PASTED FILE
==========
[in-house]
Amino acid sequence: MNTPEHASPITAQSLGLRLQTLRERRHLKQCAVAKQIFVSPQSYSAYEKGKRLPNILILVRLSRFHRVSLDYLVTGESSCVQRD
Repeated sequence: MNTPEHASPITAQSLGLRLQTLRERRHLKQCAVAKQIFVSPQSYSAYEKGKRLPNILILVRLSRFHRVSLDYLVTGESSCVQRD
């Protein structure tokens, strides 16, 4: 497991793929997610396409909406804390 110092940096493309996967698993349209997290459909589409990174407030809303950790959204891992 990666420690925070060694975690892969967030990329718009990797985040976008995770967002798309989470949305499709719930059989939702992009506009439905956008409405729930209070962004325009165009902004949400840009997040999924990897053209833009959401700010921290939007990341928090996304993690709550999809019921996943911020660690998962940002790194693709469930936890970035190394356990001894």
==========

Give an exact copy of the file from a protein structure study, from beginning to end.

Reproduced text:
[in-house]
Amino acid sequence: MNTPEHASPITAQSLGLRLQTLRERRHLKQCAVAKQIFVSPQSYSAYEKGKRLPNILILVRLSRFHRVSLDYLVTGESSCVQRD
Repeated sequence: MNTPEHASPITAQSLGLRLQTLRERRHLKQCAVAKQIFVSPQSYSAYEKGKRLPNILILVRLSRFHRVSLDYLVTGESSCVQRD
């Protein structure tokens, strides 16, 4: 497991793929997610396409909406804390 110092940096493309996967698993349209997290459909589409990174407030809303950790959204891992 990666420690925070060694975690892969967030990329718009990797985040976008995770967002798309989470949305499709719930059989939702992009506009439905956008409405729930209070962004325009165009902004949400840009997040999924990897053209833009959401700010921290939007990341928090996304993690709550999809019921996943911020660690998962940002790194693709469930936890970035190394356990001894």